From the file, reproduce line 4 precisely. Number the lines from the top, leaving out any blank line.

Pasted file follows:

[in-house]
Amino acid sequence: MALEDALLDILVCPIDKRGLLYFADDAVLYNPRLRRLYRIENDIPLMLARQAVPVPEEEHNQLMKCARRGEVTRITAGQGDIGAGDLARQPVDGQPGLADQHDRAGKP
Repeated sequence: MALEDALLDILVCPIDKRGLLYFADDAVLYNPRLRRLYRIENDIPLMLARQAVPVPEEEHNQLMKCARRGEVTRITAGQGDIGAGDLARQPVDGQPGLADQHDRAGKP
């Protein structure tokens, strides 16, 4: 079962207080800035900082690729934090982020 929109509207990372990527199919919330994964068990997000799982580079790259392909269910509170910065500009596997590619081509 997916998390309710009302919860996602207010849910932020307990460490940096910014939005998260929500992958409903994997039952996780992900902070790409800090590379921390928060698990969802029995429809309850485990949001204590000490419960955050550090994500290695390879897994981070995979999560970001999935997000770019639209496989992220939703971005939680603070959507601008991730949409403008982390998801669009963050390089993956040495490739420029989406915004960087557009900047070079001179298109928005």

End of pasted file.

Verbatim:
């Protein structure tokens, strides 16, 4: 079962207080800035900082690729934090982020 929109509207990372990527199919919330994964068990997000799982580079790259392909269910509170910065500009596997590619081509 997916998390309710009302919860996602207010849910932020307990460490940096910014939005998260929500992958409903994997039952996780992900902070790409800090590379921390928060698990969802029995429809309850485990949001204590000490419960955050550090994500290695390879897994981070995979999560970001999935997000770019639209496989992220939703971005939680603070959507601008991730949409403008982390998801669009963050390089993956040495490739420029989406915004960087557009900047070079001179298109928005």